The Geostationary Operational Environmental Satellite R series (GOES-R) Proving Ground (PG) is an initiative to accelerate user readiness for the next generation of U.S. geostationary environmental satellites. The GOES-R system is a joint development between the National Aeronautics and Space Administration (NASA) and the National Oceanic and Atmospheric Administration (NOAA), with NASA responsible for the space segment (spacecraft and instruments) and NOAA responsible for the overall program and ground segment. The GOES-R PG is a collaborative effort between the GOES-R Program Office (GPO); NOAA Cooperative Institutes; NASA's Short-Term Prediction Research and Transition Center (SPoRT); National Weather Service (NWS) Weather Forecast Offices (WFOs); NWS National Centers for Environmental Prediction (NCEP); National Environmental Satellite, Data, and Information Service (NESDIS) Office of Satellite and Product Operations (OSPO) and the Center for Satellite Applications and Research (STAR); and NOAA test beds to conduct demonstration activities to gain early experience with GOES-R capabilities in an operational environment. Improved spacecraft and instrument technology will support expanded detection of environmental phenomena, resulting in more timely and accurate forecasts and warnings. The Advanced Baseline Imager (ABI), described by Schmit et al. (2005), is a 16-channel imager with 2 visible channels, 4 near-infrared channels, and 10 infrared (IR) channels that will provide 3 times more spectral information, 4 times the spatial coverage, and an increase in temporal resolution that is more than 5 times the current imager. Other advancements over current GOES capabilities include total lightning detection and mapping of in-cloud and cloud-to-ground (CG) flashes never before available to forecasters from the Geostationary Lightning Mapper (GLM; Goodman et al. 2010) and increased dynamic range, resolution, and sensitivity in monitoring solar X-ray flux with the Solar UV Imager (SUVI). Figure 1 provides a listing of the GOES-R baseline products, those that are funded for operational implementation as part of the ground segment base contract, and potential GOES-R future capabilities, by sensor. The GOES-R is scheduled for launch in October 2015, followed by an on-orbit postlaunch test that will consist of both engineering and science phases. Additional information on the GOES-R program can be found online (at www.goes-r.gov).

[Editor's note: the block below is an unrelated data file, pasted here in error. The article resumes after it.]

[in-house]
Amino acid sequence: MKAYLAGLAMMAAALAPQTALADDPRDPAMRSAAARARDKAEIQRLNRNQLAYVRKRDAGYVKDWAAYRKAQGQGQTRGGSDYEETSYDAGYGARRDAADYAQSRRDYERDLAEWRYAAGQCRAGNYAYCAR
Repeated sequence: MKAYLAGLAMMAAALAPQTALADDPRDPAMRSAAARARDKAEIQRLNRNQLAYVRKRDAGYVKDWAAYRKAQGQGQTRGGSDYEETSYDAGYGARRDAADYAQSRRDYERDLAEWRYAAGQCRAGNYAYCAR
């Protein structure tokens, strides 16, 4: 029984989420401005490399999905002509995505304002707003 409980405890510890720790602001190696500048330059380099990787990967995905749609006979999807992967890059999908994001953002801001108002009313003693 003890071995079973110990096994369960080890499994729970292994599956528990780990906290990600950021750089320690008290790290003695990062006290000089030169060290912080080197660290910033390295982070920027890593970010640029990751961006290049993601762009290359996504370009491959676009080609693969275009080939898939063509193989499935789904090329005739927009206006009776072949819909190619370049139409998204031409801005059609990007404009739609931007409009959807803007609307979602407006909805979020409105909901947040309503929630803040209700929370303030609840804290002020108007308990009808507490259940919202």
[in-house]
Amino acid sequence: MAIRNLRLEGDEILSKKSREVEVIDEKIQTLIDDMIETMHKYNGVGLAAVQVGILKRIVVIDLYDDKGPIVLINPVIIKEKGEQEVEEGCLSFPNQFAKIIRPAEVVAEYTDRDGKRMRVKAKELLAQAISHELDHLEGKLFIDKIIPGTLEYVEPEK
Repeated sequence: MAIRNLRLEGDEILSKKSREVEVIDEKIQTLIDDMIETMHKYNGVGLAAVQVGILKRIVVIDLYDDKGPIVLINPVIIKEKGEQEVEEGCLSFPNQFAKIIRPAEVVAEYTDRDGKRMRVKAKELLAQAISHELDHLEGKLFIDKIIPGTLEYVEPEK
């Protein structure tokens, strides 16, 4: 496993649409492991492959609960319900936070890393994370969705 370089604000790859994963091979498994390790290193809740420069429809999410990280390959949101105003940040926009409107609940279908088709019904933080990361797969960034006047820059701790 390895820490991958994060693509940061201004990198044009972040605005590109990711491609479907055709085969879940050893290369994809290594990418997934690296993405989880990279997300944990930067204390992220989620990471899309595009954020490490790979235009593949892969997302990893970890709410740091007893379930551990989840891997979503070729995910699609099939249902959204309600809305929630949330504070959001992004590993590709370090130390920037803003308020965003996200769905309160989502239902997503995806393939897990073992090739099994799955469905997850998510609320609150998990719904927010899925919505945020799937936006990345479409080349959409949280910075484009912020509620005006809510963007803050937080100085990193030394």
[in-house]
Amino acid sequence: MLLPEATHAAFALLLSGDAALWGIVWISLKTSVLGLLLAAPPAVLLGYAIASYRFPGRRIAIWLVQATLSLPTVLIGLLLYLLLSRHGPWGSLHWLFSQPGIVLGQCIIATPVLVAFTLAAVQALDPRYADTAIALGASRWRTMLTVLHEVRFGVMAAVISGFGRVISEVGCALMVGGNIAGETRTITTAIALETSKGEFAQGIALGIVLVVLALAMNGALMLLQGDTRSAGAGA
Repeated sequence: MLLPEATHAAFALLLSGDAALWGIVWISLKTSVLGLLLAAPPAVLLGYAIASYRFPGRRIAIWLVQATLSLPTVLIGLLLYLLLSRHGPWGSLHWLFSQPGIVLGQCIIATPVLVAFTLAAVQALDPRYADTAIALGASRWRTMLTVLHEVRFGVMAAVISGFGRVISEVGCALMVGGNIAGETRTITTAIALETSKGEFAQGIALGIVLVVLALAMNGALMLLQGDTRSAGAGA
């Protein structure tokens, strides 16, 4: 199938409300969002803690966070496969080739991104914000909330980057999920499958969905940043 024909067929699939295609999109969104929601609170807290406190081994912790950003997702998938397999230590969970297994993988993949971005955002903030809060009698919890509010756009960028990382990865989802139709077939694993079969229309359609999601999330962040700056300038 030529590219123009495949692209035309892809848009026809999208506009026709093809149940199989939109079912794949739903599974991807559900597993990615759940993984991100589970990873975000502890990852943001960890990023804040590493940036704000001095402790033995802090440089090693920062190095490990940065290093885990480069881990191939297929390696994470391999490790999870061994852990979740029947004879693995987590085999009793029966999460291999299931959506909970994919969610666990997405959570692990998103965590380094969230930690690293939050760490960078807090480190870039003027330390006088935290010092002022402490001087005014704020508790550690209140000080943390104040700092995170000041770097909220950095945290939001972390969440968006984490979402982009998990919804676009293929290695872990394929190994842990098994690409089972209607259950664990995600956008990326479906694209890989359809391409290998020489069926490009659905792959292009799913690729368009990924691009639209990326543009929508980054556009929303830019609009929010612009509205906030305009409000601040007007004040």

Preparing the user communities for the GOES-R series addresses key recommendations from the National Research Council (2000) and the challenge to transition research into operations that “NOAA should form a team at the start of sensor development … to plan the full scope of the data research and utilization effort as part of sensor design with a budget to support the activity” (National Research Council 2000, p. 51). It is critical for mission success to start early with product demonstrations, assessment, and feedback on product utility with added attention to the situational awareness element of GOES-R products, especially as they contribute to the NWS warning decision support services.